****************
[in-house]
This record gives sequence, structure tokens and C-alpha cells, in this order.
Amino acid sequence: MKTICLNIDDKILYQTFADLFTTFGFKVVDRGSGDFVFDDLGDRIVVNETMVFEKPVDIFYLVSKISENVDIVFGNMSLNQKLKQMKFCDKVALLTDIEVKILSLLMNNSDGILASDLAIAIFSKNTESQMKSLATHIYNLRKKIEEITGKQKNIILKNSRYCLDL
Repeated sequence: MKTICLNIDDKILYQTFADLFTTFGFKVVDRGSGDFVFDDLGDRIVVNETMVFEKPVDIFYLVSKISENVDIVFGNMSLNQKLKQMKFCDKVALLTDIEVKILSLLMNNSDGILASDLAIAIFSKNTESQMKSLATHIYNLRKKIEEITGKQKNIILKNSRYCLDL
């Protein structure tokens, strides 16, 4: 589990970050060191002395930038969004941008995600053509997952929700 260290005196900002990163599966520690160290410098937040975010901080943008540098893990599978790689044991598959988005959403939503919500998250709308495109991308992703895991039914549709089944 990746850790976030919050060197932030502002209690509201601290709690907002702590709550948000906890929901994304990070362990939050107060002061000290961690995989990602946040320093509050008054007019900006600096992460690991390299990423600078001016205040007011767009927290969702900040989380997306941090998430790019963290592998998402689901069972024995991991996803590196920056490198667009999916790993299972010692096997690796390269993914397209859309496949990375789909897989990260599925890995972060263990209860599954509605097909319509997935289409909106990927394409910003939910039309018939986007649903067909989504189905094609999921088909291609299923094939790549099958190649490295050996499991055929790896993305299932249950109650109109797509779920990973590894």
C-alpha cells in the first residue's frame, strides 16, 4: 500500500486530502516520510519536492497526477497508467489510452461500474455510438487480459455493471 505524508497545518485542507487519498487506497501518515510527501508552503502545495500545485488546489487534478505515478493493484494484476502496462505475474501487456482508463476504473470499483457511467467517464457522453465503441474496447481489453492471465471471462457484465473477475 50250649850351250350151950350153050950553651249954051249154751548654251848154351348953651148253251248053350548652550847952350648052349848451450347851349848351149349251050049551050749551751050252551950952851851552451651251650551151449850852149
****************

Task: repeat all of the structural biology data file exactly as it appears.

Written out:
[in-house]
This record gives sequence, structure tokens and C-alpha cells, in this order.
Amino acid sequence: MKTICLNIDDKILYQTFADLFTTFGFKVVDRGSGDFVFDDLGDRIVVNETMVFEKPVDIFYLVSKISENVDIVFGNMSLNQKLKQMKFCDKVALLTDIEVKILSLLMNNSDGILASDLAIAIFSKNTESQMKSLATHIYNLRKKIEEITGKQKNIILKNSRYCLDL
Repeated sequence: MKTICLNIDDKILYQTFADLFTTFGFKVVDRGSGDFVFDDLGDRIVVNETMVFEKPVDIFYLVSKISENVDIVFGNMSLNQKLKQMKFCDKVALLTDIEVKILSLLMNNSDGILASDLAIAIFSKNTESQMKSLATHIYNLRKKIEEITGKQKNIILKNSRYCLDL
């Protein structure tokens, strides 16, 4: 589990970050060191002395930038969004941008995600053509997952929700 260290005196900002990163599966520690160290410098937040975010901080943008540098893990599978790689044991598959988005959403939503919500998250709308495109991308992703895991039914549709089944 990746850790976030919050060197932030502002209690509201601290709690907002702590709550948000906890929901994304990070362990939050107060002061000290961690995989990602946040320093509050008054007019900006600096992460690991390299990423600078001016205040007011767009927290969702900040989380997306941090998430790019963290592998998402689901069972024995991991996803590196920056490198667009999916790993299972010692096997690796390269993914397209859309496949990375789909897989990260599925890995972060263990209860599954509605097909319509997935289409909106990927394409910003939910039309018939986007649903067909989504189905094609999921088909291609299923094939790549099958190649490295050996499991055929790896993305299932249950109650109109797509779920990973590894």
C-alpha cells in the first residue's frame, strides 16, 4: 500500500486530502516520510519536492497526477497508467489510452461500474455510438487480459455493471 505524508497545518485542507487519498487506497501518515510527501508552503502545495500545485488546489487534478505515478493493484494484476502496462505475474501487456482508463476504473470499483457511467467517464457522453465503441474496447481489453492471465471471462457484465473477475 50250649850351250350151950350153050950553651249954051249154751548654251848154351348953651148253251248053350548652550847952350648052349848451450347851349848351149349251050049551050749551751050252551950952851851552451651251650551151449850852149